• Comprehensiveness - the ideal article or website presents a thorough discussion of the subject, which is why we rely on more than one source in different formats (books, scholarly journal articles, material from an online databases, etc.).
    • Lack of a Bias - by addressing all sides of an issue, the author ensures that you have a complete and objective treatment of the topic. Biased information is not completely useless, but the bias must be taken into consideration when you interpret and use the information.

    Indicators of a Possible Lack of Accuracy

    • Omitting Information - a source that deliberately leaves out important facts, qualifications, consequences, or alternatives, may be misleading or even intentionally deceptive.
    • Vague or Sweeping Generalizations - does not provide exact facts and figures.
    • No Date on the Document - or a very old document can be problematic when reporting on time-sensitive information.
    • One-Sided - a very one-sided view that does not acknowledge opposing views or respond to them.
  • Reasonableness

    The measure of reasonable information lies in its fairness, objectivity, moderateness and consistency.

    Indicators of Reasonableness

    • Fairness - look for a balanced and well-reasoned argument. The tone of the article should be factual and thoughtful. A good information source will possess a calm, reasoned tone, arguing or presenting material thoughtfully and without attempting to get you emotionally worked up.
    • Objectivity - pure objectivity is almost impossible to find, but a good writer should be able to control his or her biases. You need to be aware that some individuals and organizations are naturally not neutral.
    • Moderateness - a test of the information against how the world really is. Use your own knowledge and experience to ask if the information is really likely, possible or probable. If you find claims that are surprising or difficult to believe, use caution and demand more evidence than you might require for a lesser claim.
    • Consistency - the facts and findings in an article or website should not contradict themselves in other parts of the same article or website.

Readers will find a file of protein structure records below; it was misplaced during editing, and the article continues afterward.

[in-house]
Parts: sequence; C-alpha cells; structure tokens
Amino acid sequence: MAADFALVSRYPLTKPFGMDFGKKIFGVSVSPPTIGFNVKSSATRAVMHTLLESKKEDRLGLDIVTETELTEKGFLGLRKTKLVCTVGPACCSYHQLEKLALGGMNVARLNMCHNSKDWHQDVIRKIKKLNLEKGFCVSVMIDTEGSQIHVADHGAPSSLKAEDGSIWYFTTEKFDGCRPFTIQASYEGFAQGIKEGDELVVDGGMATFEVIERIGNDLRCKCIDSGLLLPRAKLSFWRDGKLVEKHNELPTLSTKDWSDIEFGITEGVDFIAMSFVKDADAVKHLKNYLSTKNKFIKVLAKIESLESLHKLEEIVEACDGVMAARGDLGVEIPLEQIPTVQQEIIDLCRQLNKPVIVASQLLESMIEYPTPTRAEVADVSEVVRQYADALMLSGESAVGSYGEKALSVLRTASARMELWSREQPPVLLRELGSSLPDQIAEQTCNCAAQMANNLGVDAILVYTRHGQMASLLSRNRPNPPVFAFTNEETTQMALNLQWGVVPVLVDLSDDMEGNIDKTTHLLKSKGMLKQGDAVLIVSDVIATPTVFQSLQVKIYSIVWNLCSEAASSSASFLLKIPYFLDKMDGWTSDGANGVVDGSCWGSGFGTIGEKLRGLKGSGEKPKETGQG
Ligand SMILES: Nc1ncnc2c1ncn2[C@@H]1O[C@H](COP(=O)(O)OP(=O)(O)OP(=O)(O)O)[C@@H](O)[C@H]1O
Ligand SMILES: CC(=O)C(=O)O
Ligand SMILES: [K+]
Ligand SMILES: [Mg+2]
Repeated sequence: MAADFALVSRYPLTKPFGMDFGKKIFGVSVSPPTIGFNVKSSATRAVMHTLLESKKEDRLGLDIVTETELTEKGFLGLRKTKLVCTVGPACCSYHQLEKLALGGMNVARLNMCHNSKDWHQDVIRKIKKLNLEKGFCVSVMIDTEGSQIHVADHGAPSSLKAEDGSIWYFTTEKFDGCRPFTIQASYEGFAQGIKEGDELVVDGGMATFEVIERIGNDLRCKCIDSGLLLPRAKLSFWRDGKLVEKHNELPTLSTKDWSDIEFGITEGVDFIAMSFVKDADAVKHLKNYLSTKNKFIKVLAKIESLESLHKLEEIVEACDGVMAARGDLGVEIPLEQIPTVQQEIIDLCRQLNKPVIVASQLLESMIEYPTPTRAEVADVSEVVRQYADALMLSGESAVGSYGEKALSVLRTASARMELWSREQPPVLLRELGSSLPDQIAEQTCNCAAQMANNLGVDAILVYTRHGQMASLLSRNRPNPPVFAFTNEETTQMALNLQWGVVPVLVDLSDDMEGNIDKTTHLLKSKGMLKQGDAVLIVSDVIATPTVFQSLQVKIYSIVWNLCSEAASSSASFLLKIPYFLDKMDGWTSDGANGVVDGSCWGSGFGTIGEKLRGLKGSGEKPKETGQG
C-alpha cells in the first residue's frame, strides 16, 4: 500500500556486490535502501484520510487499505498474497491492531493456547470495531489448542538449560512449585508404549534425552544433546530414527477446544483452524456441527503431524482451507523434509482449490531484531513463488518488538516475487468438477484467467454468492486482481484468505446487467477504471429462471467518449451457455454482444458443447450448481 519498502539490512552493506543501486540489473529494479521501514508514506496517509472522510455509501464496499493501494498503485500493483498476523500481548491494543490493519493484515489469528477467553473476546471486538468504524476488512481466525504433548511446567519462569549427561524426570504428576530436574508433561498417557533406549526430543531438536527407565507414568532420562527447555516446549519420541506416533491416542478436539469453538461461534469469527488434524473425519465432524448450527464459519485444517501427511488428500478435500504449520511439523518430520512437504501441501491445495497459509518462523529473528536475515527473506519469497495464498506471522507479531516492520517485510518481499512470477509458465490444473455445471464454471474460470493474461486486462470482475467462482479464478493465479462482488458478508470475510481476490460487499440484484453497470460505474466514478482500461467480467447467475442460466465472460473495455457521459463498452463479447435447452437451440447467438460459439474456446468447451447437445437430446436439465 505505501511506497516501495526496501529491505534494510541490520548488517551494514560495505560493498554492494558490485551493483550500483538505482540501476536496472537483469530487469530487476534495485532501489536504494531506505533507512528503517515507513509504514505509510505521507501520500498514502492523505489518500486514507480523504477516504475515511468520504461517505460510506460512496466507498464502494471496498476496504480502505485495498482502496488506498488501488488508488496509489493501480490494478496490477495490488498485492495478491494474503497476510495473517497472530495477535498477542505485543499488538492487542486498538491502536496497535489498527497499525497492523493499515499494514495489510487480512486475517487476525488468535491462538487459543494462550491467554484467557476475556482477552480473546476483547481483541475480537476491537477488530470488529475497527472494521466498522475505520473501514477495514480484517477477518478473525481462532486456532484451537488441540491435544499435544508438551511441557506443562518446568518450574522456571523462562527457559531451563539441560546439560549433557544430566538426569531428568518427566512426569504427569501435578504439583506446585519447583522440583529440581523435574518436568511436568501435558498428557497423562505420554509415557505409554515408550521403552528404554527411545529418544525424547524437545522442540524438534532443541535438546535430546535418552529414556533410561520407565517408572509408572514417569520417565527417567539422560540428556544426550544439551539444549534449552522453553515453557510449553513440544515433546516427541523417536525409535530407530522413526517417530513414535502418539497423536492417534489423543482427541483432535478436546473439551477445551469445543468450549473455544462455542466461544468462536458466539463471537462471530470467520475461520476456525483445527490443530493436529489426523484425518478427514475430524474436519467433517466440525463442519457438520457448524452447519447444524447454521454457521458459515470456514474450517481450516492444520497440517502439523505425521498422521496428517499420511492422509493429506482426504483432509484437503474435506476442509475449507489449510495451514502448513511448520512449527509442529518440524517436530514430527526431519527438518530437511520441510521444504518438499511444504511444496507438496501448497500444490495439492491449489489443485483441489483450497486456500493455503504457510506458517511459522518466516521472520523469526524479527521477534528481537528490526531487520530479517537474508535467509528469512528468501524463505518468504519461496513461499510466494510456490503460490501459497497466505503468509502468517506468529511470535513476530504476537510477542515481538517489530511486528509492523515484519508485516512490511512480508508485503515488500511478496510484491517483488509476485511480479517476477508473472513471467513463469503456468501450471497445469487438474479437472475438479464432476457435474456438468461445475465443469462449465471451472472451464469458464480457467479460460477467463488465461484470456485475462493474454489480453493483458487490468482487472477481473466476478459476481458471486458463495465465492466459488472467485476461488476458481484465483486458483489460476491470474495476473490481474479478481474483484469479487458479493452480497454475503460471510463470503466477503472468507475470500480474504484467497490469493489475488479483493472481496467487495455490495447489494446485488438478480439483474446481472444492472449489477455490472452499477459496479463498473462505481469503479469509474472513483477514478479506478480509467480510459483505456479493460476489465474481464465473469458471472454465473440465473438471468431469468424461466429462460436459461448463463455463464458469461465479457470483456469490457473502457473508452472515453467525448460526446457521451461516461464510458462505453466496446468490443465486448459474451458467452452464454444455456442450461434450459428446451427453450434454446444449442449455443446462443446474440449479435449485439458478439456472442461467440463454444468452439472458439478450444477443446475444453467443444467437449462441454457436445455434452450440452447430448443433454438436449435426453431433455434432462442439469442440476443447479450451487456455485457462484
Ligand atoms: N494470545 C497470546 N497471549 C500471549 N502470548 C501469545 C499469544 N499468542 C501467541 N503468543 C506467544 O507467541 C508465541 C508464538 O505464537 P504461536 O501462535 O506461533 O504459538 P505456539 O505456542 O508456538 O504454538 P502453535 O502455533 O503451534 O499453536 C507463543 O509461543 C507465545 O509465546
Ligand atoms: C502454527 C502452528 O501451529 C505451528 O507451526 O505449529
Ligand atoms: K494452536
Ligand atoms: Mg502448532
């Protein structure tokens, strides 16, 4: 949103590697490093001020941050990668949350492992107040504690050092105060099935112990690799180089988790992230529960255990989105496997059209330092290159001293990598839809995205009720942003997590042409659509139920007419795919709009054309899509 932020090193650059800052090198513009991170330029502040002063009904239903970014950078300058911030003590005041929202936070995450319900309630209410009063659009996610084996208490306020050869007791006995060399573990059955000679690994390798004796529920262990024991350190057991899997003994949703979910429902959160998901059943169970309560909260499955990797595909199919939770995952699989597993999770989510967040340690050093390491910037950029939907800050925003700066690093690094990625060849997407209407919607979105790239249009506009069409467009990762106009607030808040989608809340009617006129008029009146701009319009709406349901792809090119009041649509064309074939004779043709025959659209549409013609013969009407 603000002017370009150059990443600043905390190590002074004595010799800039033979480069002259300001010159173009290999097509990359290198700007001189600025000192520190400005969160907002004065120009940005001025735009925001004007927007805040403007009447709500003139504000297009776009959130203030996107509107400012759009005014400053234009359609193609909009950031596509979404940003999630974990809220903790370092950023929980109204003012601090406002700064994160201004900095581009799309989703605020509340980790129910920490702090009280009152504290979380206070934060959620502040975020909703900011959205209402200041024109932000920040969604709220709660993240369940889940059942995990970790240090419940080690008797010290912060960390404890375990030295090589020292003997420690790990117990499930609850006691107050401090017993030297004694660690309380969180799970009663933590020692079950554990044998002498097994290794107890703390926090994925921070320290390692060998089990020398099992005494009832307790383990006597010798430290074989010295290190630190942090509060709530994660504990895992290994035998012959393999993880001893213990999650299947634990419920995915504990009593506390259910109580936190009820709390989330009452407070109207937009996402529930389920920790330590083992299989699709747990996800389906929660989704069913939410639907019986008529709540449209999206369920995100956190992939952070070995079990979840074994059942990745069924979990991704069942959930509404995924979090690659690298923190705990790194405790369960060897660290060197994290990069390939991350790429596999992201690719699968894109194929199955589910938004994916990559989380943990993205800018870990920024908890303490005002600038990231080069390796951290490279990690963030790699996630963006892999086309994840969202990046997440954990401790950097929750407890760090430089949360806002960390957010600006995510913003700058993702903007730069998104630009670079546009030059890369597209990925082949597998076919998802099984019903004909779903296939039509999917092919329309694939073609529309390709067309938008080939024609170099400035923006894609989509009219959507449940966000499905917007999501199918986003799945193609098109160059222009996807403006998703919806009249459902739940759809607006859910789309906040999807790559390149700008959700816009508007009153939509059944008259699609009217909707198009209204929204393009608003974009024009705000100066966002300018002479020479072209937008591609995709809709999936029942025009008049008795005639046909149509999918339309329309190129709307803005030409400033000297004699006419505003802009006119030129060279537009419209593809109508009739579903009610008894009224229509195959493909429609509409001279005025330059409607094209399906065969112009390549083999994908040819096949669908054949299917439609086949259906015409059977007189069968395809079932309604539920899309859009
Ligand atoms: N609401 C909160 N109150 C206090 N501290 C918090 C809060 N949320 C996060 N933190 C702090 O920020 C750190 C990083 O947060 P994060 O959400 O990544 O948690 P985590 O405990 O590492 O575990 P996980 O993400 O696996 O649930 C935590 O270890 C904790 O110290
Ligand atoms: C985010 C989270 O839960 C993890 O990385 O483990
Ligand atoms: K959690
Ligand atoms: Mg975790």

Indicators of a Possible Lack of Reasonableness

    • Tone - a shrill or overly aggressive tone on the part of the author can mean a lack of reasonableness.
    • Overclaims - when the language is too grandiose, hyperbolic or exaggerated.
    • Sweeping Generalizations - i.e., "It is obvious to everyone that…".
    • Data that Contradicts Itself
    • Conflict of Interest - i.e. "The products our competitors make are dangerous and bad for your health."
  • Support

    Most information presented in an article comes from other sources. Ask yourself: Where did this information come from? What sources did the information creator use? Is there a bibliography or other documentation? How does the writer know this? By properly citing and acknowledging sources of information, an author strengthens his or her credibility.

    Indicators of Support

    • Corroboration - do other sources agree with the information in this source? Corroboration or confirmability is an important test. It's a good rule of thumb to find at least three sources that agree with each other. If your sources do not agree, you should do further research to find out the range of opinion or disagreement before you draw your own conclusions.
    • External Consistency - does the source agree or harmonize with other sources, or does it conflict, exaggerate, or distort? If is a source is faulty where it discusses something you already know, it is likely to be faulty in areas you do not yet know. Therefore, be cautious and skeptical about trusting it.
    • Evidence - the claims made in the article are supported by facts and/or figures, the source of which is clearly noted.
    • Citation - the writer uses proper documentation and the citing of the sources for facts and statistics. A bibliography or list of references at the end of the article or website, for example, is important.

    Indicators of a Possible Lack of Support

    • No Sources - numbers or statistics are presented without an identified source.
    • No Corroboration - you cannot find any other sources that present the same information or acknowledge that the same information exists.
    • No Evidence - claims are made by the author but are not supported with evidence.

Citing Your Sources

APA Style

MLA Style